Twig Adventures

GET Day 29: Blue Mountain & Water Blues

Thursday Apr 15th, 2021, 0700-1930
San Mateo Canyon to Indian Springs, segment 29, mm 535
26 miles

Coyotes howled all night but their antics didn’t bother me in the least…I kind of like the sound. I also heard a western screech owl. It stayed pretty warm overnight and we woke to high cloud cover. I was glad that it would stay cool for the climb into the San Mateos but worried that the bad weather was moving in early. We began walking up the Burma road towards the southern end of the Apache Kid Trailhead. The road seems to have several offshoots and I was uncertain where it went or came from.

We bothered some more cows, unintentionally as always, then came over a rise to see 2 javalina trotting along the next hill. I’d never seen them in New Mexico before. I found cell service, so I made a brief call to my mom as I walked the road. It was all uphill but not too bad. At a point where it flattened out, I checked my GPS and sure enough, I’d missed a turn…but only just.

The trailhead was pretty indicative of what was to come. The gate was hard to open and there was no kiosk or information display…it had been long abandoned by any authority. Nor were there signs of any use. We thought the other 3 GET hikers had been through here within a week, but we couldn’t see footprints. I guess they got erased by the wind pretty quickly. We started up the Apache Kid trail, into the Apache Kid wilderness (though I’m not sure of the boundaries of said wilderness since we never saw a sign). The Apache Kid was killed in these mountains and his gravesite was noted on the map, a ways down a gully where the trail didn’t go.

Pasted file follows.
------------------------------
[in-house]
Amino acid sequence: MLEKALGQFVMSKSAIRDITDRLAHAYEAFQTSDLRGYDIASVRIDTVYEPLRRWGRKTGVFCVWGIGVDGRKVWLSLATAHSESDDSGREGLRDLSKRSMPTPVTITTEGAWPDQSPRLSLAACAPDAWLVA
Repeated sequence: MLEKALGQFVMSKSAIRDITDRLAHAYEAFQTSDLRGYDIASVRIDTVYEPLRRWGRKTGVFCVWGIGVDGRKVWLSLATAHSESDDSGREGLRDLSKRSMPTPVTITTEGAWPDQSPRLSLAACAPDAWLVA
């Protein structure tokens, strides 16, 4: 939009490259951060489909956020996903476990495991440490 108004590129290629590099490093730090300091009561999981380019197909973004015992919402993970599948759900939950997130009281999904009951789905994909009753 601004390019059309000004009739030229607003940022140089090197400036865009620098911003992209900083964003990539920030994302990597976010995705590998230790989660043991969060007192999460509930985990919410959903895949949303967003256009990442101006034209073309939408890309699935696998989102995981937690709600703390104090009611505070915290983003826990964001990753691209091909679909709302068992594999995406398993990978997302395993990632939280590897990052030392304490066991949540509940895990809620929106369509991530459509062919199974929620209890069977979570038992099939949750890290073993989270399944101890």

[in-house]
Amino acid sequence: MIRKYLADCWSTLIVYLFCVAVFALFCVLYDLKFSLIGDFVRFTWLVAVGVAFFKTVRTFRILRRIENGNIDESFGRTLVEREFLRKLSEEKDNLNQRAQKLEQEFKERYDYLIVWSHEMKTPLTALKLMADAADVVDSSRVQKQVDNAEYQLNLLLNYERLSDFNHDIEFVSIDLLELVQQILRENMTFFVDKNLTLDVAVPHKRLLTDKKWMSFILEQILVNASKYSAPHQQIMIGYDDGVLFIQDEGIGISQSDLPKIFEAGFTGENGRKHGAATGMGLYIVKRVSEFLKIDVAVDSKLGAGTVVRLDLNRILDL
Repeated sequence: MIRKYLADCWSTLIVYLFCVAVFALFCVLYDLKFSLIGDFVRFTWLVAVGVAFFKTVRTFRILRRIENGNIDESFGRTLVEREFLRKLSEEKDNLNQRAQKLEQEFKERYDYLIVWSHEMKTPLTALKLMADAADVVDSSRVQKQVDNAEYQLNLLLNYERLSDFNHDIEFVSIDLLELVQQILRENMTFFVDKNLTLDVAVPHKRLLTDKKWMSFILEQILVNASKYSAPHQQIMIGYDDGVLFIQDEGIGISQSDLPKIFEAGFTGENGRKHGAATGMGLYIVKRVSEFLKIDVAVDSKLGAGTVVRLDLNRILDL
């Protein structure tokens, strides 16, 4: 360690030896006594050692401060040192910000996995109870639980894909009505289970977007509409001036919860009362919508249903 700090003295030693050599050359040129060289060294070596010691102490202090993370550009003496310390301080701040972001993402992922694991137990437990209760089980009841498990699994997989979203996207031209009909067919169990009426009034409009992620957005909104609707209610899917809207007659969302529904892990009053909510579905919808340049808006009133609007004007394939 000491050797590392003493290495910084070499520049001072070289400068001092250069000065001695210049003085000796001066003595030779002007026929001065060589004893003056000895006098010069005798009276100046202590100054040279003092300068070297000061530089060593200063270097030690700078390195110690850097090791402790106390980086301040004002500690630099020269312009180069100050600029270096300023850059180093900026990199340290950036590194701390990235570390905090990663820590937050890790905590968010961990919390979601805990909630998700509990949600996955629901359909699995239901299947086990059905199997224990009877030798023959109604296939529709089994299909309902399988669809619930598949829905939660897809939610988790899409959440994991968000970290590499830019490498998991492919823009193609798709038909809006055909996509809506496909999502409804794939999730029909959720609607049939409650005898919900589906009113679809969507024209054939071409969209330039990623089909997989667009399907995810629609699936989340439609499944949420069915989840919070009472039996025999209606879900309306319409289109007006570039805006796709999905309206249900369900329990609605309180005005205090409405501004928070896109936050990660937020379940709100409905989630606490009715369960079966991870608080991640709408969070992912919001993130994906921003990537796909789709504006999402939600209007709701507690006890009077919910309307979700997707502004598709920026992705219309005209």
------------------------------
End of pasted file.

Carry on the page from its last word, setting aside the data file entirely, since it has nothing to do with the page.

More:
We headed up a gully, which was steep, but I knew to expect lots of these kinds of ups and downs all day, so it didn’t bother me. I also knew we’d be walking through predominantly burned areas, which we encountered as soon as we got near the first saddle. Some of the burns were from as recent as the year before, so there were a few really charred areas. The trail was obliterated in these parts and we had to be careful not to fall into the collapsed holes of burned tree roots. We found the foundation of an old cabin that had burned. Only some random metal objects remained.

It was interesting to experience such devastation. One really gets a sense for just how ruined an area can become during these overly hot burns. In addition to all the vegetation being destroyed, the soil is decimated for many feet down, zapped of its organic nutrients and biota. It turns into a powdery grey and black dust. This leads to severe erosion problems. We saw whole hillsides sliding into the drainages, choking them with dead trees and black mud. Where once there might have been healthy little springs and creeks running, most of the drainages were dry and scoured.

We did find several springs that were still running well or at least had a few puddles (Myers, Nave, & Yard). We stopped for lunch at Yard Springs, which still had live trees surrounding it. I don’t know if the spring was spared because the trees didn’t burn or that the spring kept the area moist enough, sparing the trees (probably the latter). There were positive feedback loops like this in forest ecology and likewise negative loops, keeping forests from regenerating for a long time after a burn.